If we can find ways to train the brain to do that better than it does spontaneously, then yep, we might be able to delay the onset.”
Cheung was “quite bright” growing up in Edgecumbe, where her dad worked at the dairy factory and her mum stayed home with Melanie and her big sister. Her first biology lessons were on her grandfather’s farm. “You see it all happening; the cycle of life.”
By high school, being smart wasn’t cool anymore. Scraping through UE, she dropped out of Auckland University halfway through her science degree and had an “interesting” early 20s, working her way up through the hospitality trade to earn some decent money as a restaurant manager. “I was a little bit naughty,” she says. “A little bit lost.”
It was when she decided to give uni another go, and was taken on as a biology tutor with the Tuakana mentoring programme for Maori and Pasifika students, that the lights went on for her academically. By then, she’d also turned into a stroppy young Maori.
At the Centre for Brain Research, where she did her PhD with Professors Richard Faull and Mike Dragunow, she handed out photocopied chapters from books on Maori cosmology and decolonising methodologies. “They never missed a beat,” she says. “I told Richard I didn’t want to be his token darkie. He was fabulously offended.”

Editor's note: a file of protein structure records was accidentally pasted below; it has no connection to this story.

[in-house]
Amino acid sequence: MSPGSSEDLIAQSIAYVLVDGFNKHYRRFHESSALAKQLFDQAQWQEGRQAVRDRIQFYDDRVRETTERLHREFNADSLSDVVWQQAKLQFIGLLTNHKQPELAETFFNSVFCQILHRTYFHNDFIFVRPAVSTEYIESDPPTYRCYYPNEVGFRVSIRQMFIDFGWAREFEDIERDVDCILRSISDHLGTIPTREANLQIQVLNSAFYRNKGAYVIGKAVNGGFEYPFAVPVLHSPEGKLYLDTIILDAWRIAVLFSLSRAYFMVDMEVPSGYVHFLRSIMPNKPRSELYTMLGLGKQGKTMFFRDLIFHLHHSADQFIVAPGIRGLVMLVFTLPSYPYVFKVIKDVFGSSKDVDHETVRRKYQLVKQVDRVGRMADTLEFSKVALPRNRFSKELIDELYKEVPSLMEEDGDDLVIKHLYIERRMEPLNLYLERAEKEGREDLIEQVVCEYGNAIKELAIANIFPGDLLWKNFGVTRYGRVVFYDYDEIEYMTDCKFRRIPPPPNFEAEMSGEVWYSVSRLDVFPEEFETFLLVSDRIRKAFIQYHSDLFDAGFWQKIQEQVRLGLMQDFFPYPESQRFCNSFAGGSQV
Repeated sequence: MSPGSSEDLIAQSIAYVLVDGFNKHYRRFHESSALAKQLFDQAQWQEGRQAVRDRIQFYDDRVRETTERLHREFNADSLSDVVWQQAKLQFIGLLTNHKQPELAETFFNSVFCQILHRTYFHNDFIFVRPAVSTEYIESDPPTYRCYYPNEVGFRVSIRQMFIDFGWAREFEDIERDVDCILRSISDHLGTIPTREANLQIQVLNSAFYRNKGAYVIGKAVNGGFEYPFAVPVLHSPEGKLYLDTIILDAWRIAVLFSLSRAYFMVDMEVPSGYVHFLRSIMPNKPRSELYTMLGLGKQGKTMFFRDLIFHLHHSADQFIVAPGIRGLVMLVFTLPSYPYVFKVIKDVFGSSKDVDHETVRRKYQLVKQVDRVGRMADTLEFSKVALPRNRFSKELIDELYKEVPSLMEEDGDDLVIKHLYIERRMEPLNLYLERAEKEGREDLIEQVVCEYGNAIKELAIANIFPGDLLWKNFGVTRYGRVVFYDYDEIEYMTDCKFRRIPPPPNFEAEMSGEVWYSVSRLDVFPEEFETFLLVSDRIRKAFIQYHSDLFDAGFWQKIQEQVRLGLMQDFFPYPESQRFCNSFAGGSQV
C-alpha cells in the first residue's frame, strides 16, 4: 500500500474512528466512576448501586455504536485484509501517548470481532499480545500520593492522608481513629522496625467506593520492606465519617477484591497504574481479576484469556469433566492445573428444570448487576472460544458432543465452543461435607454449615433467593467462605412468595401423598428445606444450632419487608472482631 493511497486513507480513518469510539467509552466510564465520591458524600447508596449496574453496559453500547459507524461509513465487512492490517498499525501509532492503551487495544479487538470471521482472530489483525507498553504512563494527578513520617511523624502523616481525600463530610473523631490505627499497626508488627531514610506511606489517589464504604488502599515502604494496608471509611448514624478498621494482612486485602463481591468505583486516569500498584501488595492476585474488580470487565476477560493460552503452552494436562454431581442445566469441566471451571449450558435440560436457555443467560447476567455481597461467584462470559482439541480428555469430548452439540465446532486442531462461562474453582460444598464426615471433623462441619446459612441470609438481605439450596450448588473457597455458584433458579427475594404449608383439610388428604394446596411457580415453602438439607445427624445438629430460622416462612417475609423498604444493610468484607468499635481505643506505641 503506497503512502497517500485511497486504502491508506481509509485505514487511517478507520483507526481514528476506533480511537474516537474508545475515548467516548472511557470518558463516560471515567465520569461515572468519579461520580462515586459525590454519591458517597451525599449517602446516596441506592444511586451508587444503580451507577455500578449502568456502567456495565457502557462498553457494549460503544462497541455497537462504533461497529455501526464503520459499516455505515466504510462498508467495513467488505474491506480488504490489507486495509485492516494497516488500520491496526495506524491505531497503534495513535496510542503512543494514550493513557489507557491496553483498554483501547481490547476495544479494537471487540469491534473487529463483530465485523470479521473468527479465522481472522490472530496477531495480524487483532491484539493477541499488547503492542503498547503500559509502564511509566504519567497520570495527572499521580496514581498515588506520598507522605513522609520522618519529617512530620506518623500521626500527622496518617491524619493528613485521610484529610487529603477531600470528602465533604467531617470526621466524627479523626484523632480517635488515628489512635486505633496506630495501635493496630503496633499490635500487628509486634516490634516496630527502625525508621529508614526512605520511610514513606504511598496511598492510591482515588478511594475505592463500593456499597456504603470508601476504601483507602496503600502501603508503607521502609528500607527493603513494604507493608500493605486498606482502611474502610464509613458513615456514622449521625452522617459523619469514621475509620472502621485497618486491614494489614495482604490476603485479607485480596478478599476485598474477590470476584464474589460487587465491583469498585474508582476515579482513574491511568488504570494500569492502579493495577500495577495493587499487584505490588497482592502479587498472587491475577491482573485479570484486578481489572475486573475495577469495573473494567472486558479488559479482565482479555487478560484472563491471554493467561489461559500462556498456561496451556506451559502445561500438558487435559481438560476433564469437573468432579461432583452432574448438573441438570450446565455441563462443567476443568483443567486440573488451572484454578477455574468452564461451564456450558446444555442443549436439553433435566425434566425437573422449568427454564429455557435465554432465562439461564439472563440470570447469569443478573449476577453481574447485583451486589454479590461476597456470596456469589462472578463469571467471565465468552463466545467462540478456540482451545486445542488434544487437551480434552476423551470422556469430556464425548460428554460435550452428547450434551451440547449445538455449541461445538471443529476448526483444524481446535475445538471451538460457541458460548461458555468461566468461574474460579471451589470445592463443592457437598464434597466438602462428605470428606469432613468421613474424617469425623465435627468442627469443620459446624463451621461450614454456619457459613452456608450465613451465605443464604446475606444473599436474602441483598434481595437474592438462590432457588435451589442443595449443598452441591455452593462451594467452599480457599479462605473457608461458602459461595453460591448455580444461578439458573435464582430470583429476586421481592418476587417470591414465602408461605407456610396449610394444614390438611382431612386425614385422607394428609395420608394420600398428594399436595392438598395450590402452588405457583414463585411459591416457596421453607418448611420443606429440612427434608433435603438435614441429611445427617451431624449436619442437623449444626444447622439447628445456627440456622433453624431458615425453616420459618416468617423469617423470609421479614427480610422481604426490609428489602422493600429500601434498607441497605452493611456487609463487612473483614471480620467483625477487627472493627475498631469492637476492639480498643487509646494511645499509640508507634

Faull, who is actually part-Maori himself (Ngati Rahiti, Te Atiawa) led the ground-breaking research that showed – against the accepted science of the time – that an adult brain can grow new cells. On a visit back to his hometown in 2007, he was approached by a Maori family struggling with Huntington’s disease who made a desperate plea for help. The next time he went down, Faull took Cheung with him.
By then, she’d already started developing her tikanga protocols and had decided she wanted to work with indigenous communities. So when she read about Mike Merzenich’s pioneering neuroplasticity work in the US on brain disorders, all the pieces fell into place.